State-owned iron ore miner NMDC is in talks with two coking coal firms, once each from Mozambique and Russia, for acquiring stakes in them.
Of this, Sol Mineracao Mozambique -- the Mozambique firm -- has coking and thermal coal assets, having an exploration target of about 500 million tonne, in Mutarara district of Tete Province in the African nation, NMDC said in its annual report for 2011-12.
"The exploration activity is complete in the precise area and is due for the grant of mining license," NMDC's acting chairman C S Verma said in the annual report.
About the Russian firm, he said that it is in Kuzbass basin in Kemerovo region of Russia and has 50 million tonne of recoverable coking coal reserves, though did not disclose its name.
"... Is presently in discussions for acquisition of strategic stake with a coking coal company located in Kuzbass basin in Kemerovo region, one of the largest coal mining areas in the world," he said.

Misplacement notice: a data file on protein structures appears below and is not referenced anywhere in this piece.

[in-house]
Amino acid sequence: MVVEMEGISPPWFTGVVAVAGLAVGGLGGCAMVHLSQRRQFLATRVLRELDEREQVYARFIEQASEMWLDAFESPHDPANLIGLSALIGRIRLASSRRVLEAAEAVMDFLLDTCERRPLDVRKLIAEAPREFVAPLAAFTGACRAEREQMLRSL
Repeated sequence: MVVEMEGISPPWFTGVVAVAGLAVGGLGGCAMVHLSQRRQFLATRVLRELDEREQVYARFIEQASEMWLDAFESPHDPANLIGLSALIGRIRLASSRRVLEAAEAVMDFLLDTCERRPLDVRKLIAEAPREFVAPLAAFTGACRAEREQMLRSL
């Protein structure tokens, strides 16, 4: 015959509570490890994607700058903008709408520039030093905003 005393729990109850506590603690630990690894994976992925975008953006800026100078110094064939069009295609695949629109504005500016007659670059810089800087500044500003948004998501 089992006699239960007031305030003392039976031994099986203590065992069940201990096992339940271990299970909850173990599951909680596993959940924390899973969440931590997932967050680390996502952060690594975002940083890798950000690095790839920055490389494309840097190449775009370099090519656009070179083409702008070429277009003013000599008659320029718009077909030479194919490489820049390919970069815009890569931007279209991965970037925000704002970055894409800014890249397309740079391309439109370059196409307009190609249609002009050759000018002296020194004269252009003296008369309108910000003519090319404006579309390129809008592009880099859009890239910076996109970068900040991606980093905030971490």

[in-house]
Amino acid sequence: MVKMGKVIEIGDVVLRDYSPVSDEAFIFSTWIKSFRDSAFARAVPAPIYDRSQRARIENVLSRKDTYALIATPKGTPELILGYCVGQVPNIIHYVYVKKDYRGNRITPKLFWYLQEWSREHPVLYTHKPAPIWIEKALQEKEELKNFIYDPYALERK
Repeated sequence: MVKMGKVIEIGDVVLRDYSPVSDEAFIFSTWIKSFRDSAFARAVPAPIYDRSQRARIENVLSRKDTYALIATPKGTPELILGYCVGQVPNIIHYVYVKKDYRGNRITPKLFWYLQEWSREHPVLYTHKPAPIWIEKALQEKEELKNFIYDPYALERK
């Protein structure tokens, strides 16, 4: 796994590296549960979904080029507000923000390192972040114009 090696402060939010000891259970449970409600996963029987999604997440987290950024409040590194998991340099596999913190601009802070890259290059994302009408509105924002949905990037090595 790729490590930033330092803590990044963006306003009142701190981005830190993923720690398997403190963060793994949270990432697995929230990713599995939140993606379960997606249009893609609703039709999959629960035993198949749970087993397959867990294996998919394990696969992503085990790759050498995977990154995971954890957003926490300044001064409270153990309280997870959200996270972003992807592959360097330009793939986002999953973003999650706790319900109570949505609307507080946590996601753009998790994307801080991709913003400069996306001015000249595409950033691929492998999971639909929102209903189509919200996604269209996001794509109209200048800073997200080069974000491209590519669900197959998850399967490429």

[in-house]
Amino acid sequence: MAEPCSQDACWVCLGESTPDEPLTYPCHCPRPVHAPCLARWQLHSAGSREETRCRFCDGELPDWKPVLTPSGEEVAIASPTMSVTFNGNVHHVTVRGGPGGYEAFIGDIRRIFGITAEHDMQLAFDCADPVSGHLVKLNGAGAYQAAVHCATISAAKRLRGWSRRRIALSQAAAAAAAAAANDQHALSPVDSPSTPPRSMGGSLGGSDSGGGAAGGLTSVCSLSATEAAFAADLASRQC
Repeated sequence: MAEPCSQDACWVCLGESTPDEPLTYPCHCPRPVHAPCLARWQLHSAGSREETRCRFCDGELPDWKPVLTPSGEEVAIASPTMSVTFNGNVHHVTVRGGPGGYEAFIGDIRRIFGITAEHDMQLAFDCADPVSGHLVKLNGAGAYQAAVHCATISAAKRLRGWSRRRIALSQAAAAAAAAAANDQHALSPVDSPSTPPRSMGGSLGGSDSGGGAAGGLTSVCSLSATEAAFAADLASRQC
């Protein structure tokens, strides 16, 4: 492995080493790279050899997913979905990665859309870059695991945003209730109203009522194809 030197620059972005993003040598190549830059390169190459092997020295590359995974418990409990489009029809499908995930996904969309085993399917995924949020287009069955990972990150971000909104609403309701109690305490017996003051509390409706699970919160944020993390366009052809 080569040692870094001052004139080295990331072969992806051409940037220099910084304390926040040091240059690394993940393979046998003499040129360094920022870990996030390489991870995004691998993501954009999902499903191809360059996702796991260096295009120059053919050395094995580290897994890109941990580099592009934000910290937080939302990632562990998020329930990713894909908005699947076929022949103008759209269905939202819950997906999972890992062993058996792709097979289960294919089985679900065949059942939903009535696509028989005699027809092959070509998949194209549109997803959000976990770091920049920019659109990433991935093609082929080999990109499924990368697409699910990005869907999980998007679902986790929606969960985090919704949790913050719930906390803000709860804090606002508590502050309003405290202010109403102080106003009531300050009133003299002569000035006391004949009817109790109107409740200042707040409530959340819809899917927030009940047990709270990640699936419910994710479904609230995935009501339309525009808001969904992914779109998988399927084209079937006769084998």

The Russian firm's reserves have an upside potential of additional 100 million tonne, he added.
NMDC officials declined to comment on the two potential deals and how much the company plans to acquire in them.
The Hyderabad-based company has been scouting for coking coal assets in the US and rock phosphate projects in Africa as part of its efforts to increase its global footprint and diversify its portfolio from being an iron ore miner to a natural resources giant.
The company, which had a cash reserves of Rs 20,265 crore in the last fiscal, has kept a budget of Rs 1,200 crore for acquiring properties abroad.
In 2011, the Indian iron ore miner had made its first overseas acquisition by acquiring Australia's Legacy Iron Ore.
Besides, it has signed a memorandum of understanding with Brazil's Amplus Mineracao LTDA few months back to invest in the exploration of the Brazilian firm's iron ore mines and providing NMDC's technical expertise.
In return, NMDC will get 26% stake in Amplus and this can be increased to 50% at a later stage.
As per Indian miner's estimates, Amplus has iron ore reserves of about 1 to 1.5 billion tonne.